The details of the illness which forced the double Olympic gold medallist out of the Commonwealth Games make frightening reading – but he is now ready to get back on the medal trail at the European Championships in Zurich.
The 31-year-old was expected to be one of the star turns of Glasgow 2014, only to pull out just days before competition got under way at Hampden Park as he continued his recovery from the illness.
It was known at the time that Farah had been admitted to an American hospital with abdominal pains, but the degree of problem in the build-up to the Games makes even his recovery for this week’s Europeans, where he will bid for another 5,000 and 10,000 metres double, impressive.
“I basically had a tooth taken out because it was chipped and it got infected,” he said.
“I was in a bit of pain, but went for a run and when I came back from I run I literally collapsed on the bathroom floor, completely knocked out.
“I had my phone in my pocket, so when I woke up and became conscious I called Cam [Levins] my training partner, the [Canadian] guy who came third at the Commonwealth Games, and he came round and got me on to my bed.
“I was in so much pain from my stomach and so he called an ambulance and it took me to hospital. I then had to be airlifted to the main hospital as they thought something was going on with my heart – it was just crazy.
“I was in hospital for four days and it was scary, but these things happen and so I missed quite a lot of running.
“I would have loved to have come back and continued the road to the Commonwealth Games, which I’d have loved to do.
“I didn’t want to disappoint my fans and all those who had bought tickets, but I just wasn’t ready – I was nowhere near ready.
“I did one track session and Paula [Radcliffe] was timing me and she told me I should stop. Someone like Paula telling you to stop, you know there is something wrong and I just wasn’t right – she could see that. It took a lot out of me.
“Later on Paula said I’d taken the easy option, which is not fair as she’d seen me struggle.
“I was quite disappointed, but in myself, Mo Farah, if I’m going to turn up I have to be 100 per cent. I’m not going to turn up in my home country and get beaten.
“A lot of those Kenyan guys I can beat when I’m 100 per cent, but if I’m 80 or 90 per cent I’m just asking to get beaten.”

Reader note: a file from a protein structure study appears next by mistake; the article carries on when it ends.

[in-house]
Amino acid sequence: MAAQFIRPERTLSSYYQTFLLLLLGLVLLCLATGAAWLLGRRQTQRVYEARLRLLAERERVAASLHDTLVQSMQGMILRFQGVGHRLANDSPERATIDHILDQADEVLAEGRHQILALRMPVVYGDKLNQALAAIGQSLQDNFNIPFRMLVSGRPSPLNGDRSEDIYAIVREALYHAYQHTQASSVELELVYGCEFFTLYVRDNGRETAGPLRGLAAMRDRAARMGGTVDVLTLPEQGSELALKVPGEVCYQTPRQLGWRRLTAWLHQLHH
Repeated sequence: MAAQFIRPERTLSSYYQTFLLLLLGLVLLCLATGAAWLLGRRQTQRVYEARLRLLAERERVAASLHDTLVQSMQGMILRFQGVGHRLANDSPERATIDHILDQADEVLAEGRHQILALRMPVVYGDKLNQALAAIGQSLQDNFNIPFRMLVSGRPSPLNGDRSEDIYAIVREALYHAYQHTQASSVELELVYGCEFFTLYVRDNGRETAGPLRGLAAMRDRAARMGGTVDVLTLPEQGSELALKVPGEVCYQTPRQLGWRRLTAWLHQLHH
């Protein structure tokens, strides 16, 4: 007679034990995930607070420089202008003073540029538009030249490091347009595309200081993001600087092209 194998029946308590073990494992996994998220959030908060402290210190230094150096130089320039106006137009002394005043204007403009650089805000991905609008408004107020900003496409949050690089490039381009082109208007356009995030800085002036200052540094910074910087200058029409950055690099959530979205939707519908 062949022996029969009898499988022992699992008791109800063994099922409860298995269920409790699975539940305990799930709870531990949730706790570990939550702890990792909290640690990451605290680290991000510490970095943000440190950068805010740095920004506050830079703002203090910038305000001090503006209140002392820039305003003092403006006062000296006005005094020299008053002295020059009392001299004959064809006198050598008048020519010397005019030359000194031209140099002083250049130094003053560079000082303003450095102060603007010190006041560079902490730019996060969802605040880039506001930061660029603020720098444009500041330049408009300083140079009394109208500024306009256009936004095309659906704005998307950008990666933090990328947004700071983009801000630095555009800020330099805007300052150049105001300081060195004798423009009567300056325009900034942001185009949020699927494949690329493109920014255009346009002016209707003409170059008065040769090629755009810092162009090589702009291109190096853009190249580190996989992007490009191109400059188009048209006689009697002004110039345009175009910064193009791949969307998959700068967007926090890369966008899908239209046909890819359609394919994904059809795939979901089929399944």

Farah has done a lot of training since then and feels in “decent shape” after the illness and the “long road” back after his first dalliance with marathon running.
He was disappointed with eighth-placed finish in the London Marathon in April – “I thought I’d have done better,” he admitted – and Wednesday’s 10,000m final in Zurich will be only his second race since then.
Still, that lack of competition should leave Farah fresh to again tackle the long-distance double in a competition which proved to be the catalyst for his subsequent success.
“The Europeans will always be in my heart and, as an athlete, you’ve always to remember where it all started,” he said, referring to the 2010 edition in Barcelona when he topped the podium in both events.
“For the rest of the team, I’ll try to show them that I started here, and that, if you work hard, you can achieve more and hopefully we’ll have a strong team here and win lots of medals.
“At the start of the year I thought about the marathon, which changed the programme, but after the marathon didn’t go so well I thought I want do well – show what can I do.
“The Commonwealths didn’t happen, but now I’m here at the Europeans and I want to come away with two wins.”
Meanwhile, Beth Potter has insisted she can block out the fatigue factor and make her presence felt at the European Championships in tonight’s women’s 10,000 metres final.
The 22-year-old from Glasgow concedes she is still battling past the after-effects of doubling up in the 5000m at the Commonwealth Games following her fifth place in the longer event.
However, she claims there are no regrets about opting against withdrawing from her second Hampden outing rather then resting up for her major championship debut in Zurich.
“I spoke with my coach Mick Woods after the 10,000m and he encouraged me to do the 5,000m,” she said. “I was only a couple of seconds off my personal best. Considering that I hadn’t felt that well after the first race, it went well. And it might even help me in Zurich from using it as a speed work out.
“I ran a PB in the 10k in Glasgow but I’m very confident there’s much more in the bag.
“I know it’s a championships and you want to race for medals. And I’m not thinking about the time. But I do feel I can run much quicker.”